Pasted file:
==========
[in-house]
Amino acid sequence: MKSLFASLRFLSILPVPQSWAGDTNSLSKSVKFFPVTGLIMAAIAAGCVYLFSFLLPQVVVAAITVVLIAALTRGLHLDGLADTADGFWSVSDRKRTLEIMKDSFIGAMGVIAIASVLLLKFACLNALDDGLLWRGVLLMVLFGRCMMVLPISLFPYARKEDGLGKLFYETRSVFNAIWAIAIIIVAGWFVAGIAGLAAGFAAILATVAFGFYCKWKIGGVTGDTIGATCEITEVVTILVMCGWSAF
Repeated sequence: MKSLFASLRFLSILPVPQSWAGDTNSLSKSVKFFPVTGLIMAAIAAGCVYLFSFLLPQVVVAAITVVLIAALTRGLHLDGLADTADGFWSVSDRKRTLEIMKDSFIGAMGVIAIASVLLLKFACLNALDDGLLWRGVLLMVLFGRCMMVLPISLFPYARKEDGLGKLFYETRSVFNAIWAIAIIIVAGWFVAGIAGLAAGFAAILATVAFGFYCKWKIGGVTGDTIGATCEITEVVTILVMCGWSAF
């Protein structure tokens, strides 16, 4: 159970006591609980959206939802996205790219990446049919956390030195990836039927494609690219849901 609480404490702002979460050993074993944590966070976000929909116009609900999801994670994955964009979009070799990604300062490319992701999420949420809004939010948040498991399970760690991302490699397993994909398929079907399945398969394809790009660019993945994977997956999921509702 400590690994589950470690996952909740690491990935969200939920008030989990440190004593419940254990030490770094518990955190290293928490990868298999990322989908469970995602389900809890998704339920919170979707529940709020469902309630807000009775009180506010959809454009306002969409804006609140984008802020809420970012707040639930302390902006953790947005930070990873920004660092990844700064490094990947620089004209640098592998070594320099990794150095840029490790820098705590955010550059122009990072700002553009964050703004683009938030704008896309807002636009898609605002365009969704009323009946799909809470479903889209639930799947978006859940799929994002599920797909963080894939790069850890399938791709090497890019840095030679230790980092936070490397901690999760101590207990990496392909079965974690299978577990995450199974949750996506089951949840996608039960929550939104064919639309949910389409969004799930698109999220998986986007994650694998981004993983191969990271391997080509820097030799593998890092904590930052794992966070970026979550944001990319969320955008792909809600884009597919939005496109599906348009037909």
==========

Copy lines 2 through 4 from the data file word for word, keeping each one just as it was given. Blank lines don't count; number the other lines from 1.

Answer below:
Amino acid sequence: MKSLFASLRFLSILPVPQSWAGDTNSLSKSVKFFPVTGLIMAAIAAGCVYLFSFLLPQVVVAAITVVLIAALTRGLHLDGLADTADGFWSVSDRKRTLEIMKDSFIGAMGVIAIASVLLLKFACLNALDDGLLWRGVLLMVLFGRCMMVLPISLFPYARKEDGLGKLFYETRSVFNAIWAIAIIIVAGWFVAGIAGLAAGFAAILATVAFGFYCKWKIGGVTGDTIGATCEITEVVTILVMCGWSAF
Repeated sequence: MKSLFASLRFLSILPVPQSWAGDTNSLSKSVKFFPVTGLIMAAIAAGCVYLFSFLLPQVVVAAITVVLIAALTRGLHLDGLADTADGFWSVSDRKRTLEIMKDSFIGAMGVIAIASVLLLKFACLNALDDGLLWRGVLLMVLFGRCMMVLPISLFPYARKEDGLGKLFYETRSVFNAIWAIAIIIVAGWFVAGIAGLAAGFAAILATVAFGFYCKWKIGGVTGDTIGATCEITEVVTILVMCGWSAF
């Protein structure tokens, strides 16, 4: 159970006591609980959206939802996205790219990446049919956390030195990836039927494609690219849901 609480404490702002979460050993074993944590966070976000929909116009609900999801994670994955964009979009070799990604300062490319992701999420949420809004939010948040498991399970760690991302490699397993994909398929079907399945398969394809790009660019993945994977997956999921509702 400590690994589950470690996952909740690491990935969200939920008030989990440190004593419940254990030490770094518990955190290293928490990868298999990322989908469970995602389900809890998704339920919170979707529940709020469902309630807000009775009180506010959809454009306002969409804006609140984008802020809420970012707040639930302390902006953790947005930070990873920004660092990844700064490094990947620089004209640098592998070594320099990794150095840029490790820098705590955010550059122009990072700002553009964050703004683009938030704008896309807002636009898609605002365009969704009323009946799909809470479903889209639930799947978006859940799929994002599920797909963080894939790069850890399938791709090497890019840095030679230790980092936070490397901690999760101590207990990496392909079965974690299978577990995450199974949750996506089951949840996608039960929550939104064919639309949910389409969004799930698109999220998986986007994650694998981004993983191969990271391997080509820097030799593998890092904590930052794992966070970026979550944001990319969320955008792909809600884009597919939005496109599906348009037909």